Rattled by global economic uncertainty, Gov. Chris Gregoire has asked state agency leaders and front-line workers to start getting ready for budget cuts as deep as 10 percent, or $1.7 billion, in January – in case state revenue plunges again.
Marty Brown, the governor’s budget director, sent a cautionary memo Monday to agency budget directors, outlining each agency’s share of the potential cuts. Gregoire sent her own email message to line workers, asking for their help to find ways to deliver key services while streamlining government even more.
“Part of the key to fighting this recession is to continue working to get ahead of it,” Gregoire’s message to workers said. “For every two steps forward in the recovery, it seems we are taking one step back. Though our revenue collections have continued to show slight improvement this biennium, our near-term outlook has weakened.”
Gregoire asked agencies to identify a first tier of 5 percent cuts and a second tier of 5 percent more, or 10 percent total.
And it appears at first blush that agencies would have to revive ideas for cuts that proved too unpopular or horrific to follow through on before – such as the state’s funding of prescription drug services to adult Medicaid clients who are not being cared for in hospitals or nursing homes.
Some budget leaders in the Legislature welcomed the early move to get ready for a possible downturn and possibly more cuts.
“I think this is a good thing. I think it is good for us to come together and make the reductions where we think they can have the most impact,” said Rep. Gary Alexander of Thurston County, who is House Republican lead on the budget and had urged earlier action during past budget fights. “That may mean a special session – if we’re going to do something other than across the board reductions.’’
Rep. Jeannie Darneille, a Tacoma Democrat and vice chair of the House Ways and Means Committee, agreed it is good to start looking at options. But Darneille was skeptical that another round of deep cuts could be made without a serious look at raising revenue.
“It’s (been) the governor’s desire for us to move forward without discussion of revenue options. But I believe the time has come,” Darneille said. “I don’t think we left a lot of meat on the bones in our analysis of those budgets.”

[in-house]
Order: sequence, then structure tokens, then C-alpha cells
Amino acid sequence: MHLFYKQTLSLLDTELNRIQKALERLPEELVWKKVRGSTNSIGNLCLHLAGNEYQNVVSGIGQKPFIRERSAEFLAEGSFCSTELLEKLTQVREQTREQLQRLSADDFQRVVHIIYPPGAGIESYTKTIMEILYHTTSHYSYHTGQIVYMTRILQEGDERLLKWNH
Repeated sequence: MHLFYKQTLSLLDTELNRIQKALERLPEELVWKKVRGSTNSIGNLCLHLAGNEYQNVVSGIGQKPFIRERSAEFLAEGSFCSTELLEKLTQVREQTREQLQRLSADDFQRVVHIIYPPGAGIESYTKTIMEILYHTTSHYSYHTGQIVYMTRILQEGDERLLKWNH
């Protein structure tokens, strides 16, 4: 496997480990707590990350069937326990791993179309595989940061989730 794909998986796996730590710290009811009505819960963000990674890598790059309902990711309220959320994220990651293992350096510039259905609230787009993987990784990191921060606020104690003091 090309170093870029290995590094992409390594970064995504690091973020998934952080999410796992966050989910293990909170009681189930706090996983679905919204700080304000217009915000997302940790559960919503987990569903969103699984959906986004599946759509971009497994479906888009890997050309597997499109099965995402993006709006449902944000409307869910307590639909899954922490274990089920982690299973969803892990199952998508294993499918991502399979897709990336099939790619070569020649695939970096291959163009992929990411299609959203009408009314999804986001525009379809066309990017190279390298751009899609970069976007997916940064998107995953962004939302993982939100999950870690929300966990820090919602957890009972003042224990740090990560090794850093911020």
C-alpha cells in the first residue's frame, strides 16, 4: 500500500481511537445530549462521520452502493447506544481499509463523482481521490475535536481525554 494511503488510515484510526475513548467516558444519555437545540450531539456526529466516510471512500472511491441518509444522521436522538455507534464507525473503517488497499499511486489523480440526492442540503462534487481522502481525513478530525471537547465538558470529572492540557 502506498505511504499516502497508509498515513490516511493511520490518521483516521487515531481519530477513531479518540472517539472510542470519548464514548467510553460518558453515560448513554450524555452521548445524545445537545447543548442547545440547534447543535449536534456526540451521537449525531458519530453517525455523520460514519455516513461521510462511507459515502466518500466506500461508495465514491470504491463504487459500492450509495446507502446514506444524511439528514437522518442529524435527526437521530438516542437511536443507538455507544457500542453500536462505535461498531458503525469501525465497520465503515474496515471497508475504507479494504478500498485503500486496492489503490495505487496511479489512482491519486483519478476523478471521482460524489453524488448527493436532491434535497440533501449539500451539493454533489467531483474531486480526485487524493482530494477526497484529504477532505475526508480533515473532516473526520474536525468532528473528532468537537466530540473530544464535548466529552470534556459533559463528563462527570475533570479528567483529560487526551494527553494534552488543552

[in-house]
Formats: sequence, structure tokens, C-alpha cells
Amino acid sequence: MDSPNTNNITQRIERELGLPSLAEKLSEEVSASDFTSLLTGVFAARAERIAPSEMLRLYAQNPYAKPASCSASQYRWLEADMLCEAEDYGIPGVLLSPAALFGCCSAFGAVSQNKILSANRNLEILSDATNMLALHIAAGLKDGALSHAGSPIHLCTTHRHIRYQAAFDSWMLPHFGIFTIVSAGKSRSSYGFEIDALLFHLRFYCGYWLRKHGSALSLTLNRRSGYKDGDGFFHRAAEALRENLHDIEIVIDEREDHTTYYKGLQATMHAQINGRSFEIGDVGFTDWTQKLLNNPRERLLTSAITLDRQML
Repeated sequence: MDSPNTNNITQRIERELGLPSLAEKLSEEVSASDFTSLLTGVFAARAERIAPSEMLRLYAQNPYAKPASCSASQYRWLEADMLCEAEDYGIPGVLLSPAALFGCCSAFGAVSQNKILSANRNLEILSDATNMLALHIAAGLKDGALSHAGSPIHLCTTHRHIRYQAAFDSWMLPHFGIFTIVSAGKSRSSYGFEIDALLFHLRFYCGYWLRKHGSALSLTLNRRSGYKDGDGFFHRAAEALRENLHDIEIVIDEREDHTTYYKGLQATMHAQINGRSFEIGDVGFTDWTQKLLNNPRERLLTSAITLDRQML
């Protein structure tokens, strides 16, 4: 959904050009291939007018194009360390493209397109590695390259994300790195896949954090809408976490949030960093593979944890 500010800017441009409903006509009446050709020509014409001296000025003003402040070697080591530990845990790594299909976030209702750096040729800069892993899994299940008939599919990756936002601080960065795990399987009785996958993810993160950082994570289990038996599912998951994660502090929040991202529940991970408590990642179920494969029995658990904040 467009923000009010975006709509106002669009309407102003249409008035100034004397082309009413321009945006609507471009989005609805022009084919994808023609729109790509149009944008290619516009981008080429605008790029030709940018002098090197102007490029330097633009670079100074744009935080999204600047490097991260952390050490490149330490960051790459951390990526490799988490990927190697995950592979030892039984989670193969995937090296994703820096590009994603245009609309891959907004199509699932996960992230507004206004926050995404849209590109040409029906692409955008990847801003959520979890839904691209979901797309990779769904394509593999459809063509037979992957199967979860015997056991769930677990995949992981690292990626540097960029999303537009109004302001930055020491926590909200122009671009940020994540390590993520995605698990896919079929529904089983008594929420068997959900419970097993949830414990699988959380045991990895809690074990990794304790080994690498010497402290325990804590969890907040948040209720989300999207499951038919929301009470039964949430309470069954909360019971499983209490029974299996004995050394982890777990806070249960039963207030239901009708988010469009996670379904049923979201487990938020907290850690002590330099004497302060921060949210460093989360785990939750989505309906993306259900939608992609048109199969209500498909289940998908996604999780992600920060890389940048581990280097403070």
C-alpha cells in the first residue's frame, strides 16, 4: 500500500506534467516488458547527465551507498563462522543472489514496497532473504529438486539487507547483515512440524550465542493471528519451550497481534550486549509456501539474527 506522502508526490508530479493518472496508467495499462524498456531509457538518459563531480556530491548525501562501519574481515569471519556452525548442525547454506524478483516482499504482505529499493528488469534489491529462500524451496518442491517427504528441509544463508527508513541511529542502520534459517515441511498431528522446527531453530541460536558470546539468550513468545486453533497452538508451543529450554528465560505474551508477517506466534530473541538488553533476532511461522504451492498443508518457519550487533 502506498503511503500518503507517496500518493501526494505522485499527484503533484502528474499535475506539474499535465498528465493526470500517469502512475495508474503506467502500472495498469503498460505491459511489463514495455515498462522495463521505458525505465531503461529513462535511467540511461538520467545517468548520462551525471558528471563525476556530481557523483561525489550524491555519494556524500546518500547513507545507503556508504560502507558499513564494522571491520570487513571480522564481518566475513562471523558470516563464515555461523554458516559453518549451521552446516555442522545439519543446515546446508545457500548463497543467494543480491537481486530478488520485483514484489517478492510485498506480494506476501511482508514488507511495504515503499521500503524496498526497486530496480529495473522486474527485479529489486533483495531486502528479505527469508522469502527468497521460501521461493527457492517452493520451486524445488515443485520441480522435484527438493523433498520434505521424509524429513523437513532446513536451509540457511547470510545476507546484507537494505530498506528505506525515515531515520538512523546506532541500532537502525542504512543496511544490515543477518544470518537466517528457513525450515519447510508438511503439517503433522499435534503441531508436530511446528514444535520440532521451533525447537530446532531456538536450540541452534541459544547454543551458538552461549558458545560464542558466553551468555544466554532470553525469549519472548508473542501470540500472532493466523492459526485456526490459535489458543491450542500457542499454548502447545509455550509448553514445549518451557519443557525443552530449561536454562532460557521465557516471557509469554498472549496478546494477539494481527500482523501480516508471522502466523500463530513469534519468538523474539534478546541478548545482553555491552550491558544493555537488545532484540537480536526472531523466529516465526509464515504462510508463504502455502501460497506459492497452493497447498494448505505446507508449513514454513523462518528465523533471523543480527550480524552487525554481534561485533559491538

Gregoire did not mention taxes or a special session but said her moves were a precaution and step toward getting ready. The next quarterly state revenue forecast is due Sept. 15.
“The uncertainty our state could experience as a result of downgraded credit ratings, federal debt concerns, European markets and the lingering effects of the tsunami in Japan, are causing us to be extra cautious,” Gregoire wrote.
Her decision was based on conversations with state forecaster Arun Raha and Federal Reserve predictions for slower economic activity, according to Brown, the budget director.
Doug Porter, director of the Health Care Authority, which oversees Medicaid, said he plans to revisit cuts that were considered a year ago but eventually avoided.
Porter’s share of cuts would be $224 million at the 5 percent level and $445.5 million if 10 percent is needed, and the main places available to cut are the Basic Health Plan, which subsidizes health insurance for the working poor, and Medicaid, which pays for medical care for the poorest.
Among those choices is prescription drug coverage for adults. Others considered for elimination but spared this year were interpreter services for immigrants who need communication help at the doctor’s office; and physical, speech and occupational therapy programs that were downsized instead of killed.
“If I’m going to hit a target of $400-and-some-odd-million, there is no way I can avoid going back to those ugly cuts like prescription drugs for adults,” Porter said. As outlined by DSHS before it shifted Medicaid to the Health Care Authority, the Medicaid drug subsidy cuts would affect adults who were not receiving care in a hospital or nursing facility.
The biggest cuts statewide would be at the Department of Social and Health Services, which has a $5.7 billion budget and would have to lop $573.1 million. “It is far too early in the process to know what might be put on the table,” DSHS spokeswoman Kathy Spears said in an email. “But we certainly understand that if state revenue continues to decline, another round of difficult decisions will be needed.”
At the Department of Corrections, the share of cuts is $105 million at the 10 percent level. Spokesman Chad Lewis said $6 million newly appropriated for safety improvements in prisons after the death of a guard this year would not be touched, but it is possible the agency would look at reducing its caseloads for supervision of offenders in the community or in the number of inmates.
Lewis said the agency has closed three prisons since 2008, stopped supervising 10,000 of the lowest risk offenders released into the community and cut 1,200 positions. “All the good cuts have been taken. There is nothing left but bad choices,” he said.
In his memo to agencies, budget director Brown asked budget leaders “to think in terms of service outcomes, not just dollar amounts” as they try to find ways to make government even more streamlined and efficient.
And in an interview, Brown said discussions about early action on the budget began just before Congress reached a debt-limit deal last week in Washington, D.C.
“I think part of it is just the total lack of certainty of what is coming from D.C. It’s affected the economy, but it’s also going to affect the federal reimbursements at some point. We just have to start planning bigger,” Brown said ominously.
UPDATE clarifies that Corrections closed three prisons, not two, since 2008. They were McNeil Island west of Tacoma, Ahtanum View for aging and ill inmates near Yakima and the Pine Lodge prison for women at Medical Lake near Spokane.